Last weekend the 2017 regular session ended in Olympia. Here’s a brief update of some of our biggest accomplishments:
The transportation budget
The 2017-19 transportation budget was finalized and passed on Friday before we adjourned. It allocates just over $17.6 million to the 12th District for new and ongoing transportation projects.
Here are a few of the most prominent projects you’ll see nearing their completion:
- Intersection improvements and congestion relief at SR 28/Jct US 2 and US 97 to 9th St, East Wenatchee
- Intersection improvements of SR 150/No-See-Um Road, Chelan County
- Improvements to the Goodwin bridge, West Cashmere
- Improvements to the Woodin Avenue bridge, Chelan
- Railroad track repairs and improvements near Coulee City
Two major accomplishments for our region are funding for the Goodwin bridge in West Cashmere, and an amendment I sponsored that requested $280,000 of funds for the Woodin Avenue bridge in Chelan. Dozens of legislators often request funds for local projects, but very few are accepted. I’m so happy to report that my request was adopted. Improvements these bridges will help increase their structural integrity and greatly improve pedestrian safety.
Statewide, the transportation budget will help pay for the continued recruitment and retention of highly qualified state troopers; maintenance and repair to roads; removal of some fish passage barriers; and continued implementation of Connecting Washington projects.
The transportation budget will now head to the governor’s desk for approval. A full list of projects included in the transportation budget may be found here.
The capital budget
Because I sit on the Capital Budget Committee, I’ve had the pleasure of seeing the development of the proposed House capital budget through most of the process. I’m proud to say the proposed House budget that passed off the floor last week includes more than $40 million for projects in and around the 12th District.
Below are a few of the projects I’m proud to have helped secure funds for:
- Chelan County Emergency Operations Center, Wenatchee
- City of Brewster Manganese Abatement, Brewster
- Lake Chelan community hospital & clinic replacement, Chelan
- Alta Lake water lines and electrical replacements, Alta Lake
The House and Senate are currently still negotiating what will be included in the final budget. A full list of projects included in the House capital budget may be found here.
No major tax increases have passed so far this year. The operating budget proposed by House Democrats calls for $8 billion in new taxes over the next four years. It includes creating a new capital gains income tax, modifying our already burdensome B&O tax, changing the real estate excise tax, and eliminating some tax incentives. No Democrat or Republican has voted to approve these taxes.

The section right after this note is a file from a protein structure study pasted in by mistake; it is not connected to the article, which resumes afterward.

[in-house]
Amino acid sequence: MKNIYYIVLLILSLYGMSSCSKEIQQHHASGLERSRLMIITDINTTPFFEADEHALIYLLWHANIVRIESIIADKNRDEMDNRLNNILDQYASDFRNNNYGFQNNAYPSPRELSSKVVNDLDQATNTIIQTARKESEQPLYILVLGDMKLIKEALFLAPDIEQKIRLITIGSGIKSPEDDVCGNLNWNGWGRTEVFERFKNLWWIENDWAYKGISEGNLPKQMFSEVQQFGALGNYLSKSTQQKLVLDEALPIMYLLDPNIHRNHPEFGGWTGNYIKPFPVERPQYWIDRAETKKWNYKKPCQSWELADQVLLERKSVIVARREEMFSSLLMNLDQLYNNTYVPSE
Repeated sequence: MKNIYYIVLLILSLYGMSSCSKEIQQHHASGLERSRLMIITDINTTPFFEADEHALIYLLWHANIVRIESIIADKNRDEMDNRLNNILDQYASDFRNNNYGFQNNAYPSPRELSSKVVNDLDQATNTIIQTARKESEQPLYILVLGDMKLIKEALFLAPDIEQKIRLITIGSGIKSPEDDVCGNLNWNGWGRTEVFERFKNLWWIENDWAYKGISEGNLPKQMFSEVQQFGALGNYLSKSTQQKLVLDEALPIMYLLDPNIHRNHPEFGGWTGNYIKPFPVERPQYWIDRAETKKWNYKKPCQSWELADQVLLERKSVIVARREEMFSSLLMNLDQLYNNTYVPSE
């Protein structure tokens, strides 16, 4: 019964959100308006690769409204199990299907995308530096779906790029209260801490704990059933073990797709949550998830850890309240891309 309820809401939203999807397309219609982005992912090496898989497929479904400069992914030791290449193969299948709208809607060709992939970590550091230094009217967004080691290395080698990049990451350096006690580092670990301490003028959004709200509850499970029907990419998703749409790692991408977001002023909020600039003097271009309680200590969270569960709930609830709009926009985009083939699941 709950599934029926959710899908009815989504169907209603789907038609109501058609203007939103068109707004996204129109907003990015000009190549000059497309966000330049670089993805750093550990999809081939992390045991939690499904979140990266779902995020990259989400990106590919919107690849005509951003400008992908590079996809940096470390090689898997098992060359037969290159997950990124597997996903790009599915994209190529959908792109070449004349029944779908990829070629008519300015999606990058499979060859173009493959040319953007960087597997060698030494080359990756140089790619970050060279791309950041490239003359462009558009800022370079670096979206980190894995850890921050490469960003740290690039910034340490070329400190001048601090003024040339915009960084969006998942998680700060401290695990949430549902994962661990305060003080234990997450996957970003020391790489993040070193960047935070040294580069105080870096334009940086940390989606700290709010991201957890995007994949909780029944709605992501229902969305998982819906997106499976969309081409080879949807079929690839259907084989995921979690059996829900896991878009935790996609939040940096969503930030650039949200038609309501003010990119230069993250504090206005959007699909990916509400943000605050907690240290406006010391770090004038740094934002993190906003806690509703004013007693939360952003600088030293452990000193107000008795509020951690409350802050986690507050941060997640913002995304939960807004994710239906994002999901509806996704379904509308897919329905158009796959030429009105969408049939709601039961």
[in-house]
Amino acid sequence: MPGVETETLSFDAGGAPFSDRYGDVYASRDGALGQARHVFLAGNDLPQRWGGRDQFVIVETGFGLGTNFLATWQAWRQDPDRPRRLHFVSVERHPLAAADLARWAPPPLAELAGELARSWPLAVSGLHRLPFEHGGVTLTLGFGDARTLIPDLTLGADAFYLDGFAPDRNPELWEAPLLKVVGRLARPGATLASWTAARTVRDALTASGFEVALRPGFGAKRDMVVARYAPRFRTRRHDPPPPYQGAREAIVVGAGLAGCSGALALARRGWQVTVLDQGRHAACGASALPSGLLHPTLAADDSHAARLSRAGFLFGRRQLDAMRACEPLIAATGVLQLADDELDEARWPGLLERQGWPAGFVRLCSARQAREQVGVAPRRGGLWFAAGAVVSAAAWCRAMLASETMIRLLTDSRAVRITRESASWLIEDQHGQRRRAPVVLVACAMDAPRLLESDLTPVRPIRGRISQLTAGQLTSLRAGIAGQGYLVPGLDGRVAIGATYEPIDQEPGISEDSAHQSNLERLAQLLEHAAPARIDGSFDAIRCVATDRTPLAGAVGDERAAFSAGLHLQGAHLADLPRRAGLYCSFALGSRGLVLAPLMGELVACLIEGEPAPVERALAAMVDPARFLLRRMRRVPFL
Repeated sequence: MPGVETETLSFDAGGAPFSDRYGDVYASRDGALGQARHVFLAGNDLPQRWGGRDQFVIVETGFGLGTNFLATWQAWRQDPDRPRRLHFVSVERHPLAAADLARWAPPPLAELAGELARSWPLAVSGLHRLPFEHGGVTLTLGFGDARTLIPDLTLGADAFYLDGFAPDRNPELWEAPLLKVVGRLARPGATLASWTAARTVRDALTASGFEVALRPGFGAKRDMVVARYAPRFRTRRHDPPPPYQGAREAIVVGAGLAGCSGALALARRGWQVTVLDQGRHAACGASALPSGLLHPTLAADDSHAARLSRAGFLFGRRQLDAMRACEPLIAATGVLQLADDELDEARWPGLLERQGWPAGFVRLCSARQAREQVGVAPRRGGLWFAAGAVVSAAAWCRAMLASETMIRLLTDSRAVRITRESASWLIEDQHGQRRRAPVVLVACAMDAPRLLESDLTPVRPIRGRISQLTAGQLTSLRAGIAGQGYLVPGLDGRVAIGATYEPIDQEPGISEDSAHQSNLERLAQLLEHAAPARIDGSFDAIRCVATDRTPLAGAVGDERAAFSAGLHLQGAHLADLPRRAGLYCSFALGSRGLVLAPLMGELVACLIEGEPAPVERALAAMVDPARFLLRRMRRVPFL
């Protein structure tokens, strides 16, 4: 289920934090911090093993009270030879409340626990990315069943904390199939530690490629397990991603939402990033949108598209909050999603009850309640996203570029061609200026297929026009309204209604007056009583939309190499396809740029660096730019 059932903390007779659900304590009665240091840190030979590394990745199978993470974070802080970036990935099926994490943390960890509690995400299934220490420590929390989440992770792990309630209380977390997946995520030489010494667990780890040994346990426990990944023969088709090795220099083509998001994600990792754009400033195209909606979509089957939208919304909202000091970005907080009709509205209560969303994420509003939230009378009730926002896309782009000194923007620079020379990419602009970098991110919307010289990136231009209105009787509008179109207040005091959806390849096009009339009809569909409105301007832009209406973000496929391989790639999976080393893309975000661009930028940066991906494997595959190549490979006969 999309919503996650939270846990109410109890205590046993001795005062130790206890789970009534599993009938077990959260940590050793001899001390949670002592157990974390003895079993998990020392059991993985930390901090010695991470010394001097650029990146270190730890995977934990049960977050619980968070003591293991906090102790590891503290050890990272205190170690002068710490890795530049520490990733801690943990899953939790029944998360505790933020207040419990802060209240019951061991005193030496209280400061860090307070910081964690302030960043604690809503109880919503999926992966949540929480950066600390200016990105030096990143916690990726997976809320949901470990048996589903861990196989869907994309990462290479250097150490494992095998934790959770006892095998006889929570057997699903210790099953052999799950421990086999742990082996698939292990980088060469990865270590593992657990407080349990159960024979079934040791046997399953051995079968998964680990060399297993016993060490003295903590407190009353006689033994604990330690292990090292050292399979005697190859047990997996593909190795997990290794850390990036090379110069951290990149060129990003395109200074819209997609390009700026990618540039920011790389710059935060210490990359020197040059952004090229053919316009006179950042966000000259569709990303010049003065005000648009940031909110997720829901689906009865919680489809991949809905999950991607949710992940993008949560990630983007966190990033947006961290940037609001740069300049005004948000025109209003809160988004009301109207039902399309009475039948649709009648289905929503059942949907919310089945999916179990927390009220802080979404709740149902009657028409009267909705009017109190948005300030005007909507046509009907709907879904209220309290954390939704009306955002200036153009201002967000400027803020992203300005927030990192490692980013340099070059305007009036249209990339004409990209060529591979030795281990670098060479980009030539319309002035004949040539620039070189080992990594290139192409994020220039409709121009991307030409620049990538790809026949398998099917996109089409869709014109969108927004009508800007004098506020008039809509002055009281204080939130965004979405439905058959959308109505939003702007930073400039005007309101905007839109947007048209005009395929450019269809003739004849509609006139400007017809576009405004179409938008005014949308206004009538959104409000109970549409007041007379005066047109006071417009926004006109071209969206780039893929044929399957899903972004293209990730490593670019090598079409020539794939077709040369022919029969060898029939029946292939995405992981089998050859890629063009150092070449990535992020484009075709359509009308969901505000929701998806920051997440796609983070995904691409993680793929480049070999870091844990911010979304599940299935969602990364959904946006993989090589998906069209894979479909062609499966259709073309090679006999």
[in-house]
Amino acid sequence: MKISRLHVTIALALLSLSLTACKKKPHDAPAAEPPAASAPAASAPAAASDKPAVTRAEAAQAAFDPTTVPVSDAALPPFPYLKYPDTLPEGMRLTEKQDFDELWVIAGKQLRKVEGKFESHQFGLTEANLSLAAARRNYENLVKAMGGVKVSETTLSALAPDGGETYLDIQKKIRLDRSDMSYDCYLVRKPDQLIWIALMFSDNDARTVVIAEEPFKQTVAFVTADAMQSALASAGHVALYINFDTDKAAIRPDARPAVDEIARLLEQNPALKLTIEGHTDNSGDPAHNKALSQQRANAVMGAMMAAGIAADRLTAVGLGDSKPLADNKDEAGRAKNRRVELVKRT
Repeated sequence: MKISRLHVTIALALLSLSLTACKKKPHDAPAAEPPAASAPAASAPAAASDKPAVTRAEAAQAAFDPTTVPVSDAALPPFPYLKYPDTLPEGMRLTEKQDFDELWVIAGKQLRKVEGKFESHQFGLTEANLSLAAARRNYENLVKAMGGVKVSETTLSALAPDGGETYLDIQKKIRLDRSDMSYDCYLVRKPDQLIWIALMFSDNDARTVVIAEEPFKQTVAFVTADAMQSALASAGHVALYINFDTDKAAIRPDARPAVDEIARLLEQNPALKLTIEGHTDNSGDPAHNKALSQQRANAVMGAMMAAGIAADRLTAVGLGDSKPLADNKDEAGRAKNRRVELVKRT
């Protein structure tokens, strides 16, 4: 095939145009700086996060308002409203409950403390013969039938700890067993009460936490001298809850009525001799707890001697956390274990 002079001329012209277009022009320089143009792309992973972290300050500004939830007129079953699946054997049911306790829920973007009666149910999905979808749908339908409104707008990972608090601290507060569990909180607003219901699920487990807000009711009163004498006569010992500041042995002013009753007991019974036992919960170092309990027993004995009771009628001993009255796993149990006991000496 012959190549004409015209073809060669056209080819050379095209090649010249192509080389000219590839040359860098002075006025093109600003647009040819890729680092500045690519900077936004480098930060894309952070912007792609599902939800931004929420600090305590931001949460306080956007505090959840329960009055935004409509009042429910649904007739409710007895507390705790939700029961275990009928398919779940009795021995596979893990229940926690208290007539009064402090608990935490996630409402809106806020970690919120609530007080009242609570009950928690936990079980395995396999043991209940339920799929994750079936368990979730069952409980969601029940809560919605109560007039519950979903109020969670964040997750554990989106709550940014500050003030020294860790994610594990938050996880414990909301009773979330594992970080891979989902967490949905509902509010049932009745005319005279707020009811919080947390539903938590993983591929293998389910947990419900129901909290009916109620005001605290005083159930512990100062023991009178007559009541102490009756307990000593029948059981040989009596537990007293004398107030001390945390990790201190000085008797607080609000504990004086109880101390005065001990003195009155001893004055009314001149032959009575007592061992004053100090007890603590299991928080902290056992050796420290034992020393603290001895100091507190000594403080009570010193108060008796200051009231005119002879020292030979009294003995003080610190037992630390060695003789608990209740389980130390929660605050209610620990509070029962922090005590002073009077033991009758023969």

With $1.8 billion of new revenue reported by the Economic and Revenue Forecast Council (ERFC), I continue to believe it is possible to fully fund education, meet the state’s basic obligations and protect our most vulnerable citizens — without new taxes. I will continue to advocate for this during special sessions.
Funding education and other unfinished business
On Monday, we began a special session. It’s frustrating to see this has become a trend in recent years. When it comes to finalizing budgets, budget negotiators have found common ground in the past and I’m confident they’ll be able to find it again.
Funding education will be the priority and is the final piece remaining to pass the 2017-19 operating budget. As negotiations continue, I’ll look forward to standing for the same principles I have all session — providing funds that are ample, equitable and accountable.
This means giving teachers a higher starting salary, providing equitable opportunities for students in all districts of Washington, and ensuring schools be held accountable for the fund allocations we provide.
Fixing the Hirst decision, which has eradicated water rights for land owners in Washington state, is something we’ll get another chance to accomplish during the special session. Senate Bill 5239, which would put the responsibility back on the Department of Ecology to determine water availability, died in the House Agriculture and Natural Resources Committee earlier this year. When the legislature enters special session, however, all bills return to their chamber of origin. This means we’ll continue pushing for a solution to this critical problem.
During the interim
During special sessions, I’ll do as much work as I can from Chelan. I’ll return to Olympia when the time comes to vote on education, the budget and other critical issues.
I’m currently setting up my district office on 216 E. Woodin Ave, Suite 3 in Chelan. I hope you’ll consider visiting over the summer and sharing your questions and thoughts with me. The best way to reach me during this time will be via email at Mike.Steele@leg.wa.gov.
It has been a truly been an honor serving you this session.